• Do you use any special lighting for your photos?

“I intentionally do not use great lighting in my photos. This is to minimize image stealing since the photo is usually shadowed or heavily cropped. I also include a pen or brush on top of the sketchbook or painting instead of a watermark and have it cross over detailed parts of the work.” -@laragastinger

“There is a table in my studio with natural light where I take the photos.” -@karenklugein

“No, I use my light for painting. My studio has big windows, so the light is generally good here.” -@greenasas

“I use natural light for most of my photos. I have a table pushed up against a window and use the light that comes through in the morning. Occasionally I’ll use a light diffuser, and I might use some extra lights if it’s an overcast or rainy day.” -@jessicasroux

“I prefer natural light as the colours are more honest.” -@shevaundohertyartist


  • Are videos a component for you and what mode do you create them with?

“I use my iPhone for the photos or videos posted.” -@karenklugein

“I mostly share process videos in my Instagram stories. I typically do a time lapse recorded on my iPhone to capture those.” -@jessicasroux

“I use the time lapse on my iPhone and edit with iMovie.” -@shevaundohertyartist

“Yes sometimes I like to share a demonstration I filmed during I am working, simply with my phone.” -@vincentjeannerot


  • Do you find you get sales and or illustration work from your Instagram feed?

“Yes, I have received many requests for commissions from Instagram but I mostly gain students. My feed is really helpful (compared to my website) to show the breadth of my work. Occasionally, I will post an image of a painting that I will put on my online shop and sometimes it sells!” -@laragastinger

“I hear from people time to time, but not always what they want and what I can offer match.” -@greenasas

“I’ve had clients say they found me on Instagram, and I think it helps boost sales when I share a product from my shop on my Instagram feed.” -@jessicasroux

“Yes! It’s a great platform for sales and commissions.” -@shevaundohertyartist

“I get several contacts and a lot of invitations to teach my watercolor technique during workshops in different countries and also some sales and commissions.” -@vincentjeannerot


  • When you started using Instagram did you have a reason for using it, and has that changed over time?

“The best thing about Instagram that it is easy and effortless marketing that I had not anticipated. The current generation thrives on little bits of visual images and Instagram is perfect for getting your work out there.” -@laragastinger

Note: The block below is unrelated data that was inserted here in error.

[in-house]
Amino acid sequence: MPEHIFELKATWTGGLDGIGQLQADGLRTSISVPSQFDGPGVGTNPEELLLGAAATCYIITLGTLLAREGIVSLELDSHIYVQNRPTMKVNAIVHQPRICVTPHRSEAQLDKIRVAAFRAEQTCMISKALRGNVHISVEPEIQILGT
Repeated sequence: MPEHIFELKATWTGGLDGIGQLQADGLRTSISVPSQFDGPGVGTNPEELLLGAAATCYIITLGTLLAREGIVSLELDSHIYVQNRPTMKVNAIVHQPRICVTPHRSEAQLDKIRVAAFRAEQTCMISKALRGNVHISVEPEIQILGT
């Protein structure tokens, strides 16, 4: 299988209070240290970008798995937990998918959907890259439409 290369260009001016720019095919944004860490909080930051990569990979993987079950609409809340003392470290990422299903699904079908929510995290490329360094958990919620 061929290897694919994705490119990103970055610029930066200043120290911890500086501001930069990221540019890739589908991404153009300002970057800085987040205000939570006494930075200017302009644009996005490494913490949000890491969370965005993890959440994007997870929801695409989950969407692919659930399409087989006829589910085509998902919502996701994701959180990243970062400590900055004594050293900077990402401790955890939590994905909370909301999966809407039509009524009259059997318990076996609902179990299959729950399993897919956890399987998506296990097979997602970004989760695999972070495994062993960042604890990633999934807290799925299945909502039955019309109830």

“Yes and no. When I started, it was only for to share among small community of  friends. In a way, it didn’t change. My audience grew bigger, but i feel the same way, I am sharing with my friends who have the same passion and love to the nature. The change, or my concern is that it has become harder to catch up all the fun that people are posting because my audience grew bigger and the number I am following got bigger as well.” -@greenasas

“I started using Instagram for personal posts, vacation photos, and that kind of thing, but I slowly started sharing my artwork over the years, and now my feed is primarily my work. I have a personal account in addition to my work account to share that kind of thing now with just family and close friends.” -@jessicasroux

“After three years on this platform, I have found that it is a interesting way of connecting with other artists where I can learn and be inspired by their work.  It also connects me with people who can appreciate and learn from my art. This is important for me as I work alone and Instagram is an outlet for expression and connectivity.” -@carriedicostanzo

It’s great to see what everyone is doing and to be inspired by their work. Because Instagram is so informal, it is very interesting to get insight into other people’s set-ups and working practices. Usually websites contain only static finished images, which aren’t half as fun! -@shevaundoughertyartist


What I’ve learned from this is that Instagram is, first and foremost, FUN. Some people find it useful as a business tool, and others just enjoy the creative, connective side. I found it most interesting to know how often people post to the platform. Overall, I’m happy with the responses I gathered, and I learned some new techniques that I want to try in my own feed, like time lapse videos from my iPhone and showing more works in progress. I also have started following lots of new artists based on these recommendations and they are awesome. I am inspired and grateful that these people took time out of their day to answer my questions and connect with me for a creative forum. It helps to put a real person behind that social network screen and feel connected and creative on a more personal level. Join the fun with us on Instagram!



Who do we follow?

  • Looking for more artists to follow on Instagram? Here are some suggestions (botanical and otherwise) from the respondents to my questionnaire: